As tech industry sectors like machine learning and data science have grown in recent years, so has the need for a stable, versatile programming language to aid in research. Python has been around for over 30 years, but it’s actually become a favorite amongst those industries for research purposes.
As an example, there’s been a lot of buzz lately around deepfake apps that can realistically morph your face onto a celebrities body. These apps usually have pretty humorous results, but the ones powered by AI are trained on image recognition, typically written in Python.
That’s just one example of how Python accelerates research in machine learning, and there are plenty others. Let’s talk more about why Python specifically has been chosen as a favorite programming language for these purposes.
It’s versatile and easy to learn
Python is a very versatile programming language that can be used in AI and machine learning, web development, Python web scraping, business applications, data analysis, game development, and more. It’s wide range of applications has led to it having great support, with over 125,000 third-party libraries available.
There’s also a lot of online courses available for learning Python, which come in all formats, so you can take part whether you’re a DIY learner or prefer a more virtual classroom environment. You can easily find solutions and community support from any number of programming and development communities, such as Reddit, PySlackers, and Discord channels.
Python isn’t as complex or difficult as other popular languages like C# or Java. In fact, many say that Python is easier to read and understand. This is because Python’s syntax is very concise and almost human-like, with an emphasis on natural-feeling language while writing code.
Because Python is an object-oriented programming language with dynamic semantics, it’s ease of use allows more increased productivity. For example, there’s no need to compile your code for execution, as Python can be processed in real-time by the interpreter.
Python can be integrated with C languages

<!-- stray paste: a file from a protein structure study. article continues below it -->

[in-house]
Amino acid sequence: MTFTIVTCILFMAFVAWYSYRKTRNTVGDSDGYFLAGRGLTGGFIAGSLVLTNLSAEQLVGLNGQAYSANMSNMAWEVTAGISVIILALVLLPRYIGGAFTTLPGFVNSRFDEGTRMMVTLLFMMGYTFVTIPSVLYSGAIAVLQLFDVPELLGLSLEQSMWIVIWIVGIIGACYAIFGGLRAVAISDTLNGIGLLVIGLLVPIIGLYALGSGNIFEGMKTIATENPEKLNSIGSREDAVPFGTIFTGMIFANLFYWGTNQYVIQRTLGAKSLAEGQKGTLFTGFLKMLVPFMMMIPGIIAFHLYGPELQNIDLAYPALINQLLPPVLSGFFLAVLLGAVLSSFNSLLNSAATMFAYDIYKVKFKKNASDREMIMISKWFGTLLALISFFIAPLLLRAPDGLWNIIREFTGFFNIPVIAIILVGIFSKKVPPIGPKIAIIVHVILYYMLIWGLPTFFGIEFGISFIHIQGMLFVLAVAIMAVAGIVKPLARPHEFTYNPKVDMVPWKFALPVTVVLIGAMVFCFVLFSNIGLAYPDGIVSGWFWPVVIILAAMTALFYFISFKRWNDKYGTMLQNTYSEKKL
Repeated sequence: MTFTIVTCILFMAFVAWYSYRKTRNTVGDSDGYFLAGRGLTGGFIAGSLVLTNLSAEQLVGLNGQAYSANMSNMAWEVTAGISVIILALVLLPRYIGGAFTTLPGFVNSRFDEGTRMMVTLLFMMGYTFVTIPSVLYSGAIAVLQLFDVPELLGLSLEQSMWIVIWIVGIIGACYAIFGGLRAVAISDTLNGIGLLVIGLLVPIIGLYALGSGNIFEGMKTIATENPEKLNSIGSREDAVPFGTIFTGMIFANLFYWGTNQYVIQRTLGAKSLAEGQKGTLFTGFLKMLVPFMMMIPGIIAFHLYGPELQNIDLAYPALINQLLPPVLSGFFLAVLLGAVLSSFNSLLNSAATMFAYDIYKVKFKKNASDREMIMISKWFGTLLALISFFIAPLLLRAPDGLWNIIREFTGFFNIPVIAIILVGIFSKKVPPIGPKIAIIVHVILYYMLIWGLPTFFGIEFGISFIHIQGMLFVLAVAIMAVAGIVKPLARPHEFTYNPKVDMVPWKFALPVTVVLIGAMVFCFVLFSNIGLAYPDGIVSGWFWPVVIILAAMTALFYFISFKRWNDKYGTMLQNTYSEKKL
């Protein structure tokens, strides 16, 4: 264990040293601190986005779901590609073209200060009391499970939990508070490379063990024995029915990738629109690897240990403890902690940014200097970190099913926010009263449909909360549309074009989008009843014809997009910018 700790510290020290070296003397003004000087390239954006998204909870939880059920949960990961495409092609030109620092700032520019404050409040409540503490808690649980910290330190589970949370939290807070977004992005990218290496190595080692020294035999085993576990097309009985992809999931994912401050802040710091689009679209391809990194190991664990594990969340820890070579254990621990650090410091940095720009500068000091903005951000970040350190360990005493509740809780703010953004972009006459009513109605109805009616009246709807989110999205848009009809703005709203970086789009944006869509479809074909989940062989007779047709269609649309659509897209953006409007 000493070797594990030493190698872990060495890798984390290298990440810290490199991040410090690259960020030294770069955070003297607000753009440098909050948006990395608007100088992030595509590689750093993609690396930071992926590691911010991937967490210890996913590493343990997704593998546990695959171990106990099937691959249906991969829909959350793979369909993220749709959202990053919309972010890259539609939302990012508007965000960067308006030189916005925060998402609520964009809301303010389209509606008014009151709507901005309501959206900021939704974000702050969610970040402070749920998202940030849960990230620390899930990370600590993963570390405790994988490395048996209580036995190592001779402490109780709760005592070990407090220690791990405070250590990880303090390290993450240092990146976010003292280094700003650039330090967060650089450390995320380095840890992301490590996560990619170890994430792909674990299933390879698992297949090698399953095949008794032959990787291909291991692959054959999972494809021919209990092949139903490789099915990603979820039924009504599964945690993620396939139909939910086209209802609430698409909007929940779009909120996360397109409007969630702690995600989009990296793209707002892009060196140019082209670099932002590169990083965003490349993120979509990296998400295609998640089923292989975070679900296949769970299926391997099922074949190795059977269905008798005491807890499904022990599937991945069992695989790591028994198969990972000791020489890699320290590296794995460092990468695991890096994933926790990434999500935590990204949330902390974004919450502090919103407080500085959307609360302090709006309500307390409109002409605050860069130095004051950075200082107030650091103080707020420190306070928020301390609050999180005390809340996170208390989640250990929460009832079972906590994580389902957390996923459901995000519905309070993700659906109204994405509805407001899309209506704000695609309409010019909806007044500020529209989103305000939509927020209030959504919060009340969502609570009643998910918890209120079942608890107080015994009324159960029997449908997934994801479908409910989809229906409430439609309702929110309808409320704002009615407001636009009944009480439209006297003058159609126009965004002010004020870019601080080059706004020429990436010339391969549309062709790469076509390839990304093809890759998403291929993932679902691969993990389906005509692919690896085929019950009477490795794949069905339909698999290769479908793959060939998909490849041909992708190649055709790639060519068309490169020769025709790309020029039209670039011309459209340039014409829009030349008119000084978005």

One of the downsides of Python is that it may run just a little slower than other programming languages, by itself. This is because Python is an interpreted language, rather than a compiled language. Interpreted code will be slower than compiled code because it requires more instructions to run the interpreted code compared to direct machine code.
Fortunately, you can easily implement C/C++ into Python, giving you the ease of coding with Python, and the speed of running compiled code with C languages. An extension like Cython can generate C code from Cython code. Cython as a language is basically Python, with additional optional C-language syntax. It’s really useful for just squeezing a bit of extra speed performance out of your Python code when you need it.
Access to cloud-based Python libraries for machine learning and data science
Cloud-based services like Jupyter Notebook, or a fully-fledged IDE like PyCharm, can hook you into Python environments like Google Colab, where a lot of libraries containing live code, equations, and more are available. These can be used for machine learning, data science, and research, and setting up machine learning models, even on mobile phones.
In other words, you have access to a lot of data that will help you get set up and running much faster, allowing you to put more focus into end-results.
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